European international politics from 1870 to 1890 were dominated by Otto von Bismarck, the political genius who had brought about the founding of the German Emoire in 1871. He held the stage so long that he seemed to those who could not remember 1848 to be almost a permanent fixture. The years from 1879 to 1890 are usually called “the Bismarck period."

The man who preceded Bismarck in holding the central place on the European stage was Napoleon III, Emperor of the French. His regime, called the Second Empire, filled the period from the collapse of the Revolutions of 1848 to the crisis of 1870-71. In the Bismarck period (1871-90) Europe looked to Berlin, in the Second Empire period (1850-70) to Paris. The "Second Empire" period in France was the period of unification in Germany and Italy, of the Great Reforms in Russia and the Civil War in the United States.

For the thirty-three years before 1848 the capital of Europe was Vienna, and the leading figure in European politics was the Austrian Chancellor Prince Metternich. The Metternich period was a remarkably long period of peace in the great-power relations of Europe. To mark the sequence of generations at this time we need only to take note of the biography of Metternich himself.

Metternich was born in 1773. In 1788, at the age of fifteen, he entered the University of Strassbourg. Like so many young men of his age, he read the radical literature his day and joined a discussion group to talk about liberty and political reform. The French Revolution began the next year, and he followed its first moves with sympathy. Those were the days of which the poet Wordsworth wrote "Joy was it in this day to be alive, But to be young was heaven." But the fever of universal optimism did not last. A few days of rioting by mobs in Strassbourg cured Metternich of his revolutionary sympathies.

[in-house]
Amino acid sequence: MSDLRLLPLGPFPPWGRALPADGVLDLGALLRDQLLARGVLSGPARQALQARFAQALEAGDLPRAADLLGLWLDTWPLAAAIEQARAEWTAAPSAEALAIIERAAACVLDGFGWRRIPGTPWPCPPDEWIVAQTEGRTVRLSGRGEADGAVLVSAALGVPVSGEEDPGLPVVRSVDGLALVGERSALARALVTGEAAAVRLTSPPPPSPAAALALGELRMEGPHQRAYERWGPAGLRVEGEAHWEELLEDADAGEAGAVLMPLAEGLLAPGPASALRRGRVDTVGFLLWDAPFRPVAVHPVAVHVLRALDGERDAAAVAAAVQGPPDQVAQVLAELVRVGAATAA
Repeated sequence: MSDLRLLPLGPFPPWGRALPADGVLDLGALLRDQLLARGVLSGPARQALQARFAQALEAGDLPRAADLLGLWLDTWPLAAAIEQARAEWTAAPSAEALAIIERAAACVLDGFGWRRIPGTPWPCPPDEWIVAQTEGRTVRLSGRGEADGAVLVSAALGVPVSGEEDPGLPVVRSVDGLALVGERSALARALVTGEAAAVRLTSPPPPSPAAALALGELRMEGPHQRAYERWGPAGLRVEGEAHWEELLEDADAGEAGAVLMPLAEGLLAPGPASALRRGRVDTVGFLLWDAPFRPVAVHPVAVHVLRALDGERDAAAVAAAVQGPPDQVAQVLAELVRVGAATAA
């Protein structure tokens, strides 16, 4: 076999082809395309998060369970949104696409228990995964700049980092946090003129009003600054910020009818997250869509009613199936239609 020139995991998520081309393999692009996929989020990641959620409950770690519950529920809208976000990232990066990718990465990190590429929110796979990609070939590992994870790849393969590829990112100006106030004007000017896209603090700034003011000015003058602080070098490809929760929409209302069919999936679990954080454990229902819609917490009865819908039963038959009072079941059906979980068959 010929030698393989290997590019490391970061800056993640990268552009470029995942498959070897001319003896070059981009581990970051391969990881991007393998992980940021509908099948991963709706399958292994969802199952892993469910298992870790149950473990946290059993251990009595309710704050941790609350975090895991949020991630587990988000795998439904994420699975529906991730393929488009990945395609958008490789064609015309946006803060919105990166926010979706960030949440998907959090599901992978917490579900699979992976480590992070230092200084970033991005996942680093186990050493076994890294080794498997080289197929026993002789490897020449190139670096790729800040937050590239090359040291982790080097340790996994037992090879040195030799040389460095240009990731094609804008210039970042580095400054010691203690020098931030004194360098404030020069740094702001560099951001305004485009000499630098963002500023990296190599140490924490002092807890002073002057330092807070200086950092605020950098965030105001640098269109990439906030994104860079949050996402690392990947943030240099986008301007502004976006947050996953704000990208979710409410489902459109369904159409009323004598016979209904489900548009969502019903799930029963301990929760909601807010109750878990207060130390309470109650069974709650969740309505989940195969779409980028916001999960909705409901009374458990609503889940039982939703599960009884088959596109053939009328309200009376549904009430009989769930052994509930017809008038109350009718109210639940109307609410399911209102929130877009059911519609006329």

While Metternich in his twenties and thirties was making his career in the Austrian public service the French Revolution ran its course; Napoleon the First became ruler of Europe, and then Napoleon was struck down by the combined forces of all the European states but France. Napoleon’s final defeat at Waterloo, in 1815, marked a decisive change of scene for all Europeans. Metternich stepped into a leading position which he maintained not by arms but by diplomacy,

Metternich was an old man of 75 when the Revolutions of 1848 broke upon Europe. There were not many people [p.005] who could remember as he could, the Europe that had been before the French Revolution. He had lived through two long generations — that of the French Revolution and Napoleon (1789-1815) and that to which his own name is given (1815-1848).

When the mob of revolutionists was howling for his life in the street in front of his offices in 1848 someone asked him "What is that noise?" he replied, "It is that which the democrats call the voice of God." His memory must have carried him back to his student days at Strassbourg, when he had first talked of the doctrine of the sovereignty of the people, — “the voice of the people is the voice of God," and had first seen a violent mob in action.

But the mob in the street, under the windows of his Chancellery in 1848, was a mob of young men, many of them students. They did not remember 1789.

Three times — in 1789, 1848, 1918, a European generation has been caught in a wave of short-lived, buoyant hope, almost like the frenzy of a religious revival. But 1848 did not come till most of those who had experienced 1789 were dead, and 1918 swept through a world to which 1848 was only a record, not a memory. As the crisis of the second world war increases in intensity, there seems to be some question whether those who felt the experience of 1918 will be capable of repeating it.

As we look back, then through the hundred and fifty years that have elapsed since 1789, we find them marked out in European experience into six generations. Setting the dividing date with some exercise of arbitrary judgement they stand as follows:

Most of you can expect to live through two more periods of such length as these.